We have been one of the sixteen teams selected from all around the world to participate in the Amazon Robotics Challenge 2017 (ARC2017 https://www.amazonrobotics.com/#/pickingchallenge) which will take place in Nagoya, Japan, in conjunction with the RoboCup 2017 (http://www.robocup2017.org/eng/index.html).
The ARC is a competition sponsored by the company Amazon to find a robot that can autonomously move object in its fulfillment centers. No industrial robot can recognize even a tiny fraction of the millions of items Amazon sells, let alone pick, grasp, and move them safely.
Nevertheless, Amazon is able to quickly package and ship millions of items to customers from a network of fulfillment centers all over the globe. This wouldn't be possible without leveraging cutting-edge advances in technology. Amazon's automated warehouses are successful at removing much of the walking and searching for items within a warehouse (some estimations talk about an average of 13 miles walk a day http://www.dailymail.co.uk/news/article-2512959/Walk-11-miles-shift-pick-order-33-seconds--Amazon-works-staff-bone.html). However, commercially viable automated picking in unstructured environments still remains a difficult challenge. It is their stated goal to strengthen the ties between the industrial and academic robotic communities and promote shared and open solutions to some of the big problems in unstructured automation.
The first two challenges, formerly called the Amazon Picking Challenge, were held at ICRA 2015 and RoboCup 2016. This is the third edition of the challenge, and the complexity of the tasks has increased from a robot able to pick a selection of goods from shelves and pack them safely for shipping, to another able to recognize and manipulate new and unknown objects from Amazon boxes to shelves and vice versa. The challenge combines object recognition, pose recognition, grasp planning, compliant manipulation, motion planning, task planning, task execution, and error detection and recovery. An added difficulty is that not all the objects will be known in advance, testing the adaptability capacities of the robots.
The team is formed mainly by members of the RobInLab and some students in the international EMARO+ Advanced Robotics Erasmus Mundus Master (http://emaro.irccyn.ec-nantes.fr/index.php/home/overview). RobInLab was created in December 1991, just two months after the Jaume I University was established. It groups together people that share a common interest: reasoning about space, manipulation, perception, and motion in the framework of robotic systems, always keeping applied viewpoints in mind. Its mission is to conduct research in the cognitive aspects of robotics, or robotic intelligence, understood as embodied intelligence in robotic systems that behave in the real world. The Advanced Robotics students are a selected collection of engineering students from all around the world, from Ukraine to Pakistan and whose work will be part of their master degree thesis. Down we can see a photo of the group:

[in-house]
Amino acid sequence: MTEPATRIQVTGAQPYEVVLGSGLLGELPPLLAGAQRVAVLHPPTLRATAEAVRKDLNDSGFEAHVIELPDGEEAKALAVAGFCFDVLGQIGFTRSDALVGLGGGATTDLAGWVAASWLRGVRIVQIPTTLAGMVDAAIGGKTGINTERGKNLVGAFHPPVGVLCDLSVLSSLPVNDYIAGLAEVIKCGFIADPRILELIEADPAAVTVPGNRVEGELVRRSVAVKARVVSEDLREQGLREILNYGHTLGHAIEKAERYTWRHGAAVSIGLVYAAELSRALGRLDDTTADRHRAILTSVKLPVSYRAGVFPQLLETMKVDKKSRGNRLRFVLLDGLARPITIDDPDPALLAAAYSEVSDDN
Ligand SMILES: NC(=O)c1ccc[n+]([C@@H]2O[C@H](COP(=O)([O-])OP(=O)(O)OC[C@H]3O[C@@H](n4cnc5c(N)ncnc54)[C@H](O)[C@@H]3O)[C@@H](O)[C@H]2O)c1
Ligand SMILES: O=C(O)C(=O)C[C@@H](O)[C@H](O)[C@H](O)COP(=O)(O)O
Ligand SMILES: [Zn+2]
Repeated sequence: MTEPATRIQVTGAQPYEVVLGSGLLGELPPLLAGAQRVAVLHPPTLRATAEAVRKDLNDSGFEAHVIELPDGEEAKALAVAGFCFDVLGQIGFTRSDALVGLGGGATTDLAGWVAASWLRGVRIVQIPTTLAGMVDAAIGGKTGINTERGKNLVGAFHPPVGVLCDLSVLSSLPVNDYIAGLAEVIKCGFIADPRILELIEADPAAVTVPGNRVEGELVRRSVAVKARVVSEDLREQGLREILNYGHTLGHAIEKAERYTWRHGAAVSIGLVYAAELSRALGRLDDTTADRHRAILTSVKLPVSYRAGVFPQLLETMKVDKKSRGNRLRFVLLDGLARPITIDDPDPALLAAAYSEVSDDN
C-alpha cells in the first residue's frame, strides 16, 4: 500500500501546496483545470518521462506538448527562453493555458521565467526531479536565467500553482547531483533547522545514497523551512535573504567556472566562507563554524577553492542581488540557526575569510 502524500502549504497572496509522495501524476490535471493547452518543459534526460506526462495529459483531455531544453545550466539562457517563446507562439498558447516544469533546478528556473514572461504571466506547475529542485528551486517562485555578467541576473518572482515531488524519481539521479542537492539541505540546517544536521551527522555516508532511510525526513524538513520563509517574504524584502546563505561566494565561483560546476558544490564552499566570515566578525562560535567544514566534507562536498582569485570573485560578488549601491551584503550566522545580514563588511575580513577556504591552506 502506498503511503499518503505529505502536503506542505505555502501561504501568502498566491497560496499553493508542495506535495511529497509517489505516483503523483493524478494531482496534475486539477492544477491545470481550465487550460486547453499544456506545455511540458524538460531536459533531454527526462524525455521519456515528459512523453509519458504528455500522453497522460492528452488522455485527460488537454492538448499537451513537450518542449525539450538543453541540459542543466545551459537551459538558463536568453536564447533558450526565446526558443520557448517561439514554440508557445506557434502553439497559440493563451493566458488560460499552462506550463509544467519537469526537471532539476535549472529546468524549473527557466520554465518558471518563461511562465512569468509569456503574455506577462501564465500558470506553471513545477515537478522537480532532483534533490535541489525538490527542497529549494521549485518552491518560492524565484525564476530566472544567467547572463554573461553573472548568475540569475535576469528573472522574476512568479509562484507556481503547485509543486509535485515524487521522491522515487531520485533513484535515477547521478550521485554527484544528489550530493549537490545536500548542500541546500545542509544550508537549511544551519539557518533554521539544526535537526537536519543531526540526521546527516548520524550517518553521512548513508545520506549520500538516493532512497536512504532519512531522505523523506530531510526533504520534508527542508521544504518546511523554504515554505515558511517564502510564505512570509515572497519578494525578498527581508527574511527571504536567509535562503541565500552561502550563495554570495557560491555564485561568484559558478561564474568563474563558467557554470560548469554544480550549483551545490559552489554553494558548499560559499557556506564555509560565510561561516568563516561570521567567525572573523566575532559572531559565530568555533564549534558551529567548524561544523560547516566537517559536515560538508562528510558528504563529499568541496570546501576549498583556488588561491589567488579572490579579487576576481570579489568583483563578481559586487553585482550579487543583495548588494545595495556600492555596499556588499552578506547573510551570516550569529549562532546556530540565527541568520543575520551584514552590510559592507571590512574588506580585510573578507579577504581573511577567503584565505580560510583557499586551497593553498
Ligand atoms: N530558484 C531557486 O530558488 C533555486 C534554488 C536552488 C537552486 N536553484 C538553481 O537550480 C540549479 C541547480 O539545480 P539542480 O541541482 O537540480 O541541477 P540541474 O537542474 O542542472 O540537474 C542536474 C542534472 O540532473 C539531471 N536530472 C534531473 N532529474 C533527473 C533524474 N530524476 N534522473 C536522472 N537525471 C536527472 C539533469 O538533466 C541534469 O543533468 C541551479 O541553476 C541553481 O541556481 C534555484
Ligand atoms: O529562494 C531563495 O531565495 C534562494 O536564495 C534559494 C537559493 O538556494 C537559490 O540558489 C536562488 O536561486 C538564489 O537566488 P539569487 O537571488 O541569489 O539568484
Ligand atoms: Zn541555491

A project of this nature ans scope needs a huge knowledge base. The 18 members team has computer science engineers, industrial designers and physics, among others.
RobInLab has previous experience in this type of tasks, as it was the only Spanish team that participated in the first edition of the challenge and having developed systems such as the UJI Librarian Robot. In fact, the Spanish Science Ministry has conceded a research project, Robotic System for Picking Objects in Online Shopping Warehouses (RoboPicker) which covers this problem.
The developed prototype will be adapted from a Baxter Rethink Robotics robot, and will be subjected to a thorough evaluation, validation and demonstration process in a relevant environment that faithfully reproduces the conditions of the challenge. We will also continue with some more theoretical research lines seeking to suggest ideas and proofs of concept that can help improve the different approaches to the problems posed by the challenge.
As we can see in the photos we have already began the work to create the system.
The list of sixteen teams is already public:
NAIST-Panasonic – Nara Institute of Science and Technology, Panasonic
Team T2 – Tottori University, Toshiba
Team K – University of Tokyo
MIT-Princeton – Massachusetts Institute of Technology, Princeton University
Team Duke – Duke University
PLAID – Carnegie Mellon University
GMU-Negev – George Mason University, Ben-Gurion University of the Negev
ACRV – Queensland University of Technology
IITK-TCS – Indian Institute of Technology Kanpur, Tata Consultancy Services
TKU M-Bot – Tamkang University
Nanyang – Nanyang Technological University, Singapore
NimbRo Picking – University of Bonn
UJI RobInLab – Jaume I University
Applied Robotics – Smart Robotics, University of Sydney
IFL PiRo – Karlsruhe Institute of Technology, Helmut Schmidt University
And we have appeared in several newspapers, as we are the only Spanish team that participates.